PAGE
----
Springfield Symphony Orchestra
Bugs Bunny at the Symphony
Springfield Symphony Hall
Saturday, May 4 at 2:30 p.m. and 7:30 p.m.
Bugs Bunny at the Symphony will pair brilliant, iconic Looney Tunes projected on the big screen while their original classically-infused Carl Stalling scores are played live by the Springfield Symphony Orchestra, conducted by Emmy Award-winning conductor George Daugherty. Favorites include What’s Opera, Doc?, The Rabbit of Seville, Coyote Falls, Long-Haired Hare, Baton Bunny, and Corny Concerto, plus 5 brand new animated shorts.

The West Stockbridge Jazz Series: Haneef Nelson
Old Town Hall, West Stockbridge
Saturday, May 4 at 7 p.m.
Haneef Nelson is a New York born and raised trumpeter, educator, and composer. His original music and arrangements for Big Band have been featured around the world and on the records of the New London Big Band. For this performance, Haneef will be joined by Michael Carabello-keyboard, Matt Dwonszyk-bass and Akin Hobson-drums.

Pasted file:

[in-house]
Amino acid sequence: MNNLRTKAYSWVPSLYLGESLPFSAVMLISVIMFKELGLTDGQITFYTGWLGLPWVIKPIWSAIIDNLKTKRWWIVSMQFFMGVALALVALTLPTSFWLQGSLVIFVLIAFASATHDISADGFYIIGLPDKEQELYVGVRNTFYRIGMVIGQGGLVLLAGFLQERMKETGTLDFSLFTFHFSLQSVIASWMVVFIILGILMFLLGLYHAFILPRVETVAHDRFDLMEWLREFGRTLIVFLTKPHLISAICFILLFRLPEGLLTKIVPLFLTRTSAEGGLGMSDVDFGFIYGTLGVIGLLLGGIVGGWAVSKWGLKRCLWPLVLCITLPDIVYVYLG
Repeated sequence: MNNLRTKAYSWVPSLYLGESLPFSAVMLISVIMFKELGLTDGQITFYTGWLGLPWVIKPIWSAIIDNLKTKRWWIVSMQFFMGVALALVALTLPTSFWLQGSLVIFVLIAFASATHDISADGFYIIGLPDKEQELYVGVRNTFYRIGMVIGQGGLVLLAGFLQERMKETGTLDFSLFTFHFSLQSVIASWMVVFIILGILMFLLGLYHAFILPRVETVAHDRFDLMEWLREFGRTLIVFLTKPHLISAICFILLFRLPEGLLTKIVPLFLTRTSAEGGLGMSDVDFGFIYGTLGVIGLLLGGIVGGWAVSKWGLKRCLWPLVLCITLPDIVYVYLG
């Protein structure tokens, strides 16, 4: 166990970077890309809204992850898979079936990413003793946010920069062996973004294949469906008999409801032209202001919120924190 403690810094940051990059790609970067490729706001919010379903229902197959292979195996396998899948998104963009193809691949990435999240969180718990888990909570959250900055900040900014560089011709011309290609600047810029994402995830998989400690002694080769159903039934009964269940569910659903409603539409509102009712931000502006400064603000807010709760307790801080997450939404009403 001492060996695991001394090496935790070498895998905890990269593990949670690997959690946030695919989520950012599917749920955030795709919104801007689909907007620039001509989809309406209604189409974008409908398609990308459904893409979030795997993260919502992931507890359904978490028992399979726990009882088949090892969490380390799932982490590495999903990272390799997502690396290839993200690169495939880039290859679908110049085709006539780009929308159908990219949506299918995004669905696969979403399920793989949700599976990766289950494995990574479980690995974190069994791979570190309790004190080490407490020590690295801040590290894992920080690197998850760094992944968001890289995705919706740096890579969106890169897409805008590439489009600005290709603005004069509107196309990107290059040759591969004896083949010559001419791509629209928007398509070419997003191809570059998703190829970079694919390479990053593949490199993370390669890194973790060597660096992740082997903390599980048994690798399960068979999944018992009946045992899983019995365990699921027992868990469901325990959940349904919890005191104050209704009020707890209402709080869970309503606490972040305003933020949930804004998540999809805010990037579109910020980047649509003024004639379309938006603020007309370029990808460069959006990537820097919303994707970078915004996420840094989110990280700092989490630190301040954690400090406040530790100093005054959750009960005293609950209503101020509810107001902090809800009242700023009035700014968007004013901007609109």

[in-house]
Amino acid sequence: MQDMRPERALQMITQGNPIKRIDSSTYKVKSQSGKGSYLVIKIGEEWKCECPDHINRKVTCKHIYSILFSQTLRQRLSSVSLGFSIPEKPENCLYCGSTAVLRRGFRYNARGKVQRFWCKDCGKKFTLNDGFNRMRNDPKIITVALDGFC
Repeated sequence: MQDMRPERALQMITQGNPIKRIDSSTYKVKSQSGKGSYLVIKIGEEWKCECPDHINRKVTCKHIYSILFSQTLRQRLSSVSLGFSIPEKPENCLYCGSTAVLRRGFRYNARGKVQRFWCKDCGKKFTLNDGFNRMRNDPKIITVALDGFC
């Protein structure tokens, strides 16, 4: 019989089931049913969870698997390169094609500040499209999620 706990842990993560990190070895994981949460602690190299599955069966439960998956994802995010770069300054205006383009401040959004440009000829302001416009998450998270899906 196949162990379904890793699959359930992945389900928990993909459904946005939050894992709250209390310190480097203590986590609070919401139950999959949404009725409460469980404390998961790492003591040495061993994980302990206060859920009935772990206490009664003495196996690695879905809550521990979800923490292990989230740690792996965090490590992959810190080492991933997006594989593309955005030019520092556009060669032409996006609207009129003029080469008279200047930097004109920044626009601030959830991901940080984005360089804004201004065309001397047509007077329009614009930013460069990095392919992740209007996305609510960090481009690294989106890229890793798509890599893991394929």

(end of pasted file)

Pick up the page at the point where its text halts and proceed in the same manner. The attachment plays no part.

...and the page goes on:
Amherst Symphony Orchestra Season Finale: Mahler's Third Symphony
Buckley Recital Hall, Amherst College
Saturday, May 4 at 8 p.m.
For the finale of the Amherst Symphony Orchestra's 2024 spring season, the ASO tackles the behemoth Third Symphony of Gustav Mahler. With an enormous orchestra, six movements, two choirs and an operatic soloist, Mahler's maximalist masterpiece is an uplifting celebration of "What the World Teaches Us" and a triumphant culmination to the season. Ann McMahon Quintero, a leading mezzo-soprano with Boston Baroque, major symphony orchestras, and opera houses around the world, appears as guest soloist with the ASO.

Holyoke Civic Symphony: Bone Appetit!
Holyoke Community College
Sunday, May 5 at 3 p.m.
The Holyoke Civic Symphony will present the fourth and final concert of their Brass Menagerie series. Featured guest trombone soloist Matthew Russo will perform with the orchestra Launy Grondahl’s Concerto for Trombone and Orchestra. Grondahl is not well known in the U.S. but he was an important musical figure in his native Denmark. The program will also include Camille Saint-Saëns’ Danse Bacchanale and Stravinsky’s Firebird Suite.

South Congregational Church, 45 Maple Street, Springfield
Sunday, May 5 at 3 p.m.